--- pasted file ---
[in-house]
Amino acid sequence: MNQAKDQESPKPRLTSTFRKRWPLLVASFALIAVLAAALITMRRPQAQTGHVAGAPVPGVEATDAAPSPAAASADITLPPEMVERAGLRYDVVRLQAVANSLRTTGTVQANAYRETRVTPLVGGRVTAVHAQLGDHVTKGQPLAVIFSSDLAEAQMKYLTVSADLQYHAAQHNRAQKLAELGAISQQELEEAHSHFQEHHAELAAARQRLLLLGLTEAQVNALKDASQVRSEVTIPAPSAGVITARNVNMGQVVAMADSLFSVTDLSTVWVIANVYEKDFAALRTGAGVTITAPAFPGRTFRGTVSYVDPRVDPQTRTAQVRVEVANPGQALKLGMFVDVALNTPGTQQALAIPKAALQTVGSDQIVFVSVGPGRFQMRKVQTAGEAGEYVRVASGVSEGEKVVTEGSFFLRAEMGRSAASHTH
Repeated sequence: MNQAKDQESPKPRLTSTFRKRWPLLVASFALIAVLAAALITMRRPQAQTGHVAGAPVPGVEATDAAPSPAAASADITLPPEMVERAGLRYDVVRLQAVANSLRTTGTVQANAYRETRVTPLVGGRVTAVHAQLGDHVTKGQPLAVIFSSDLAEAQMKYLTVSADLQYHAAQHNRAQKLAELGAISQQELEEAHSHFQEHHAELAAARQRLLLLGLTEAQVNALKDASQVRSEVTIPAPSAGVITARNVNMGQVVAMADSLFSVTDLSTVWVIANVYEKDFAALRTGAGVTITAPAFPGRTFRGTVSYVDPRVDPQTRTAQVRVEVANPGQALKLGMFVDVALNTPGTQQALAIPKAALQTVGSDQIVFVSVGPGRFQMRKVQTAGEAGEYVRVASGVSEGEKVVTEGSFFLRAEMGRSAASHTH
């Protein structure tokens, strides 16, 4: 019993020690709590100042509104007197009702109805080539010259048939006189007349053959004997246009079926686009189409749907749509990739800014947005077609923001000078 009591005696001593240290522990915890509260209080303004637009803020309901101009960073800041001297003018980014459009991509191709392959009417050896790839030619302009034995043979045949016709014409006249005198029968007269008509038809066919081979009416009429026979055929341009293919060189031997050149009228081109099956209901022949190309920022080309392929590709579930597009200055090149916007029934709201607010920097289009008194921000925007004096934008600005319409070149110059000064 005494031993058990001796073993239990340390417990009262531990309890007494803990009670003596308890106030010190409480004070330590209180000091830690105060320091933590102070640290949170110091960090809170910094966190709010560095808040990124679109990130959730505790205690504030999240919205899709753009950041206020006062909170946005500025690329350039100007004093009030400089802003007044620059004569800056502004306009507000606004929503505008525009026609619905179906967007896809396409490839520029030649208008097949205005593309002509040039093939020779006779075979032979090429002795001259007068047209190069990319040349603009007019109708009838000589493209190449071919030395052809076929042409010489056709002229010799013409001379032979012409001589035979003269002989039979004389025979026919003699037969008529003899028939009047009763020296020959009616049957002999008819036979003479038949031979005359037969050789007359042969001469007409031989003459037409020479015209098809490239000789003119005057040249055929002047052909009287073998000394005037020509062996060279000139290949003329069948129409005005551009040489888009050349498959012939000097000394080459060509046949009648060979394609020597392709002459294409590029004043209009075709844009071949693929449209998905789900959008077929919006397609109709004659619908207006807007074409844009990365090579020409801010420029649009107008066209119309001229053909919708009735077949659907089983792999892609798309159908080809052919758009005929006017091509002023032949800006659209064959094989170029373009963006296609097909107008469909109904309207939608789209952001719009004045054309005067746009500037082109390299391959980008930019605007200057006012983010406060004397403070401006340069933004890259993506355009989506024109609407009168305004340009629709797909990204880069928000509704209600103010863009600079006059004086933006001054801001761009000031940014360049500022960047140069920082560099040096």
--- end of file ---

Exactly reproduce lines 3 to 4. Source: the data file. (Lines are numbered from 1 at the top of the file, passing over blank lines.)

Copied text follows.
Repeated sequence: MNQAKDQESPKPRLTSTFRKRWPLLVASFALIAVLAAALITMRRPQAQTGHVAGAPVPGVEATDAAPSPAAASADITLPPEMVERAGLRYDVVRLQAVANSLRTTGTVQANAYRETRVTPLVGGRVTAVHAQLGDHVTKGQPLAVIFSSDLAEAQMKYLTVSADLQYHAAQHNRAQKLAELGAISQQELEEAHSHFQEHHAELAAARQRLLLLGLTEAQVNALKDASQVRSEVTIPAPSAGVITARNVNMGQVVAMADSLFSVTDLSTVWVIANVYEKDFAALRTGAGVTITAPAFPGRTFRGTVSYVDPRVDPQTRTAQVRVEVANPGQALKLGMFVDVALNTPGTQQALAIPKAALQTVGSDQIVFVSVGPGRFQMRKVQTAGEAGEYVRVASGVSEGEKVVTEGSFFLRAEMGRSAASHTH
């Protein structure tokens, strides 16, 4: 019993020690709590100042509104007197009702109805080539010259048939006189007349053959004997246009079926686009189409749907749509990739800014947005077609923001000078 009591005696001593240290522990915890509260209080303004637009803020309901101009960073800041001297003018980014459009991509191709392959009417050896790839030619302009034995043979045949016709014409006249005198029968007269008509038809066919081979009416009429026979055929341009293919060189031997050149009228081109099956209901022949190309920022080309392929590709579930597009200055090149916007029934709201607010920097289009008194921000925007004096934008600005319409070149110059000064 005494031993058990001796073993239990340390417990009262531990309890007494803990009670003596308890106030010190409480004070330590209180000091830690105060320091933590102070640290949170110091960090809170910094966190709010560095808040990124679109990130959730505790205690504030999240919205899709753009950041206020006062909170946005500025690329350039100007004093009030400089802003007044620059004569800056502004306009507000606004929503505008525009026609619905179906967007896809396409490839520029030649208008097949205005593309002509040039093939020779006779075979032979090429002795001259007068047209190069990319040349603009007019109708009838000589493209190449071919030395052809076929042409010489056709002229010799013409001379032979012409001589035979003269002989039979004389025979026919003699037969008529003899028939009047009763020296020959009616049957002999008819036979003479038949031979005359037969050789007359042969001469007409031989003459037409020479015209098809490239000789003119005057040249055929002047052909009287073998000394005037020509062996060279000139290949003329069948129409005005551009040489888009050349498959012939000097000394080459060509046949009648060979394609020597392709002459294409590029004043209009075709844009071949693929449209998905789900959008077929919006397609109709004659619908207006807007074409844009990365090579020409801010420029649009107008066209119309001229053909919708009735077949659907089983792999892609798309159908080809052919758009005929006017091509002023032949800006659209064959094989170029373009963006296609097909107008469909109904309207939608789209952001719009004045054309005067746009500037082109390299391959980008930019605007200057006012983010406060004397403070401006340069933004890259993506355009989506024109609407009168305004340009629709797909990204880069928000509704209600103010863009600079006059004086933006001054801001761009000031940014360049500022960047140069920082560099040096």